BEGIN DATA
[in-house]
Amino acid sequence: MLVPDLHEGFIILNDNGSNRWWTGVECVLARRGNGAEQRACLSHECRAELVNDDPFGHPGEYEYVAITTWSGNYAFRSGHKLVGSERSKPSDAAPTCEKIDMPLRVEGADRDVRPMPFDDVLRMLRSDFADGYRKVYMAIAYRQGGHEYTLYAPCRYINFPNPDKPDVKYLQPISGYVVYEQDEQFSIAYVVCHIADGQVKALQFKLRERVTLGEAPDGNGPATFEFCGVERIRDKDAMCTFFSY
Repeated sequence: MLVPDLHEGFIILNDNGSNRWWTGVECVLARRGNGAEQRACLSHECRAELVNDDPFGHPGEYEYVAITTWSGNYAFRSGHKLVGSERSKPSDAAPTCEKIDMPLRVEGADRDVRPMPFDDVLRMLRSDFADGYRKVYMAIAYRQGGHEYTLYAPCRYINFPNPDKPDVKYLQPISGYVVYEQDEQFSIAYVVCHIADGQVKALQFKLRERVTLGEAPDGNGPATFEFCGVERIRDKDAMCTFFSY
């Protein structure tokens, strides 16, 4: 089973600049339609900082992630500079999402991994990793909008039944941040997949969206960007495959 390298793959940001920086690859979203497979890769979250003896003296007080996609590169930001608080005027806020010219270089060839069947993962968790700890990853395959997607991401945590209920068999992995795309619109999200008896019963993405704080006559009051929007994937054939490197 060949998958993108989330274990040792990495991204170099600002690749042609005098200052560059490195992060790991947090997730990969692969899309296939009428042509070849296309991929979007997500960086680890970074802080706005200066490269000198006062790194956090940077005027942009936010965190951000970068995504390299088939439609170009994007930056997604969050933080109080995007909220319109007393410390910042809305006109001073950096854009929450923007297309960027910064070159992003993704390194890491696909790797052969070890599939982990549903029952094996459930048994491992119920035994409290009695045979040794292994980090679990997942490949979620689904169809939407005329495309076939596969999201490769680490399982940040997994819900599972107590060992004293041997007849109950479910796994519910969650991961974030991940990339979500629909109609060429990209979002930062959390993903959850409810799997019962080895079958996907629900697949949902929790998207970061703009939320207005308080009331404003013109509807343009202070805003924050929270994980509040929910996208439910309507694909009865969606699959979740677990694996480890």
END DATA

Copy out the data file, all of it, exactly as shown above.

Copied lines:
[in-house]
Amino acid sequence: MLVPDLHEGFIILNDNGSNRWWTGVECVLARRGNGAEQRACLSHECRAELVNDDPFGHPGEYEYVAITTWSGNYAFRSGHKLVGSERSKPSDAAPTCEKIDMPLRVEGADRDVRPMPFDDVLRMLRSDFADGYRKVYMAIAYRQGGHEYTLYAPCRYINFPNPDKPDVKYLQPISGYVVYEQDEQFSIAYVVCHIADGQVKALQFKLRERVTLGEAPDGNGPATFEFCGVERIRDKDAMCTFFSY
Repeated sequence: MLVPDLHEGFIILNDNGSNRWWTGVECVLARRGNGAEQRACLSHECRAELVNDDPFGHPGEYEYVAITTWSGNYAFRSGHKLVGSERSKPSDAAPTCEKIDMPLRVEGADRDVRPMPFDDVLRMLRSDFADGYRKVYMAIAYRQGGHEYTLYAPCRYINFPNPDKPDVKYLQPISGYVVYEQDEQFSIAYVVCHIADGQVKALQFKLRERVTLGEAPDGNGPATFEFCGVERIRDKDAMCTFFSY
């Protein structure tokens, strides 16, 4: 089973600049339609900082992630500079999402991994990793909008039944941040997949969206960007495959 390298793959940001920086690859979203497979890769979250003896003296007080996609590169930001608080005027806020010219270089060839069947993962968790700890990853395959997607991401945590209920068999992995795309619109999200008896019963993405704080006559009051929007994937054939490197 060949998958993108989330274990040792990495991204170099600002690749042609005098200052560059490195992060790991947090997730990969692969899309296939009428042509070849296309991929979007997500960086680890970074802080706005200066490269000198006062790194956090940077005027942009936010965190951000970068995504390299088939439609170009994007930056997604969050933080109080995007909220319109007393410390910042809305006109001073950096854009929450923007297309960027910064070159992003993704390194890491696909790797052969070890599939982990549903029952094996459930048994491992119920035994409290009695045979040794292994980090679990997942490949979620689904169809939407005329495309076939596969999201490769680490399982940040997994819900599972107590060992004293041997007849109950479910796994519910969650991961974030991940990339979500629909109609060429990209979002930062959390993903959850409810799997019962080895079958996907629900697949949902929790998207970061703009939320207005308080009331404003013109509807343009202070805003924050929270994980509040929910996208439910309507694909009865969606699959979740677990694996480890």